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3 of 3 people found the following review helpful
5.0 out of 5 stars Uplifting Night at the Opera
Judith Weir is one of the leading British composers of her generation; and her melodic grace, dancing rhythms and quirky sense of humour make her music not quite like anything else, despite the fecund influences of Britten, Messiaen and (most potently of all) Scottish folksong and dance.

We're (nominally) in 13th-century China. Chao Sun, explorer and mapmaker,...
Published on 22 Dec 2011 by Master Jacques

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3 of 13 people found the following review helpful
1.0 out of 5 stars Very hard going.
I have to confess, I bought this recording not knowing what to expect. I try to keep my mind open to new and different musical experiences; I'm a huge fan of classical music and of musical storytelling (though not always of opera). In particular I have an interest in Chinese folk music and Beijing opera, and I suppose I was hoping that this modern opera might...
Published on 25 Aug 2010 by M. Board


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3 of 3 people found the following review helpful
5.0 out of 5 stars Uplifting Night at the Opera, 22 Dec 2011
By 
Master Jacques (London, England, UK) - See all my reviews
This review is from: Judith Weir - A Night at the Chinese Opera (Audio CD)
Judith Weir is one of the leading British composers of her generation; and her melodic grace, dancing rhythms and quirky sense of humour make her music not quite like anything else, despite the fecund influences of Britten, Messiaen and (most potently of all) Scottish folksong and dance.

We're (nominally) in 13th-century China. Chao Sun, explorer and mapmaker, is exiled from the city of Loyan whilst his son Chao Lin constructs a canal. A troupe of actors are amongst his workers. The night before departure they enact a play - "The Chao Family Orphan" - in which the wicked General Tuan-Ku provokes the suicide of his servant Chao and his wife, leaving their young son an orphan. Unwittingly the General adopts and raises the child, and twenty years later they conspire to overthrow the emperor. The orphan discovers his identity and vows revenge. After the play, Chao Lin's work on the canal is acclaimed and he encounters an old woman who reveals his father's fate. Chao himself plots revenge...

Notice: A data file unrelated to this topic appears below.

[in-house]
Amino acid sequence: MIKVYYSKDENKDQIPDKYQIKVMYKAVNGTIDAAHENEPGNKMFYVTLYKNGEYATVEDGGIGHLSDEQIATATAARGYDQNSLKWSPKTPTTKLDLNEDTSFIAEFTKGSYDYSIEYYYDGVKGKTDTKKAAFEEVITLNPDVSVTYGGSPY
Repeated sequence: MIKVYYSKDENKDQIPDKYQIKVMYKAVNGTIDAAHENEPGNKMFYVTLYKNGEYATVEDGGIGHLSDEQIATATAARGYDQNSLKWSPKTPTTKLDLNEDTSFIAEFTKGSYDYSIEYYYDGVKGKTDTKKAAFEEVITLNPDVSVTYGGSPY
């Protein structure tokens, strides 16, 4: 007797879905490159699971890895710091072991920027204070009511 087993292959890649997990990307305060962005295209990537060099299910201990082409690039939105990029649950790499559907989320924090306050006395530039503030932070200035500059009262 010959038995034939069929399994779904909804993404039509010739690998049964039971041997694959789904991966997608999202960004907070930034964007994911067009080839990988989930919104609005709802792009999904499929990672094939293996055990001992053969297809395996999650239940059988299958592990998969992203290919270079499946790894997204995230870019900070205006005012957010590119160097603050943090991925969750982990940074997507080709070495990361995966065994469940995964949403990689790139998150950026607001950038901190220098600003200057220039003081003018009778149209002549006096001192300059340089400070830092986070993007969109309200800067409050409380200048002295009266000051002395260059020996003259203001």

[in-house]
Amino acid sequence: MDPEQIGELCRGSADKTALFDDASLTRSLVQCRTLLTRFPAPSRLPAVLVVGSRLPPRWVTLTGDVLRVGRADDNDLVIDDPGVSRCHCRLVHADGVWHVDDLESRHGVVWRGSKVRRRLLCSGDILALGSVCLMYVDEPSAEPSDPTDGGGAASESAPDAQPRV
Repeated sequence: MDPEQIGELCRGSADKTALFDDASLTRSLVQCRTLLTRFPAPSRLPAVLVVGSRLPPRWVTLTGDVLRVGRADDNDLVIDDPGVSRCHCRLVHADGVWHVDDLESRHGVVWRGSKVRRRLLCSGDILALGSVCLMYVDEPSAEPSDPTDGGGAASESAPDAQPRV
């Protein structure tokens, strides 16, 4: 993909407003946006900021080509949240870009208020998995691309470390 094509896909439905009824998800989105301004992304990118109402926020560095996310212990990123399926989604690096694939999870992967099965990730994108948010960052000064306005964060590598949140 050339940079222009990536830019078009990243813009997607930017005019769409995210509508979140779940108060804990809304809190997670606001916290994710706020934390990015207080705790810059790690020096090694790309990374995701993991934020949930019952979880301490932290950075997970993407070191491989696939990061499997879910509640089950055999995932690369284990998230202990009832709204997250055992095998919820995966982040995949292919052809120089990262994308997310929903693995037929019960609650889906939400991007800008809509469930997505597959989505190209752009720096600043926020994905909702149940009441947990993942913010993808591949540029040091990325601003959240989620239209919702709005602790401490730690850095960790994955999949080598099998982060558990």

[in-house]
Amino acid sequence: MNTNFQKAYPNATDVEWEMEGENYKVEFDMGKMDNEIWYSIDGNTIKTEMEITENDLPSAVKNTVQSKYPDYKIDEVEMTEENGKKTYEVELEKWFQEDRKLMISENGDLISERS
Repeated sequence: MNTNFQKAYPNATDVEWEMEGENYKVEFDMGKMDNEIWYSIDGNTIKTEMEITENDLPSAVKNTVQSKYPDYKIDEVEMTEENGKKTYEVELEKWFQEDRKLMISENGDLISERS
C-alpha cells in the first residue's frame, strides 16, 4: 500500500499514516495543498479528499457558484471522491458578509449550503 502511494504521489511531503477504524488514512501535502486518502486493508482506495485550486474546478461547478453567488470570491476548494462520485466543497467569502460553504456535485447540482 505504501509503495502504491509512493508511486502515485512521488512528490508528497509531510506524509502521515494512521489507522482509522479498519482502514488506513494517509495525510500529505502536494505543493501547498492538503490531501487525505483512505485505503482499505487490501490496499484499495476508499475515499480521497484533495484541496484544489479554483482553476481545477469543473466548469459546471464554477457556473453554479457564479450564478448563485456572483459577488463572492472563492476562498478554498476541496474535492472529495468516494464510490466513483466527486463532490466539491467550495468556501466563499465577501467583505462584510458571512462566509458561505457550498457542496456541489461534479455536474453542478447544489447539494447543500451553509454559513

This opera was one of her 'breakthrough' pieces. It is very approachable, readily enjoyable and ultimately rather moving in its contemplative, philosophic way - a genuinely rich meeting of West and East, with modern political overtones. Although its formal patterns may sprawl, the actual writing is economical; and Weir's constantly engaging sense of humour and power of melody win through. The CD performance under Andrew Parrott benefits from his baroque lightness of touch, and gets the piquancy of this memorable opera over delightfully. Highly recommended.
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3 of 13 people found the following review helpful
1.0 out of 5 stars Very hard going., 25 Aug 2010
By 
M. Board "sheepisher" (UK) - See all my reviews
(VINE VOICE)    (REAL NAME)   
This review is from: Judith Weir - A Night at the Chinese Opera (Audio CD)
I have to confess, I bought this recording not knowing what to expect. I try to keep my mind open to new and different musical experiences; I'm a huge fan of classical music and of musical storytelling (though not always of opera). In particular I have an interest in Chinese folk music and Beijing opera, and I suppose I was hoping that this modern opera might demonstrate the influence of that style of composition.

I'm afraid I was sorely disappointed. I consider myself appreciative of avant-garde composition, but this left me cold upon first hearing and the sheer length and monotony of the piece has not encouraged me to go back for a second. To my ear, there is simply not enough suggested structure or development to the music, nor is there anything particularly memorable or inventive about the melodic cels and phrases. Virtually nothing happens in most of the scenes that Weir has chosen to 'dramatise'; both the music and the drama remain excruciatingly static for minutes on end. Moreover, despite its setting, the music does nothing to suggest Chinese modes or instrumentation, which for me in particular was a missed opportunity.

The piece reminded me a little of "The Cunning Little Vixen" by Leos Janacek (another opera I'm afraid I couldn't stand). If you are a fan of Janacek's work then you might possibly find this of interest (and the quality of the recording is certainly excellent); otherwise I would advise you to steer well clear.
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Judith Weir - A Night at the Chinese Opera
Judith Weir - A Night at the Chinese Opera by Scottish Chamber Orchestra (Audio CD - 2002)
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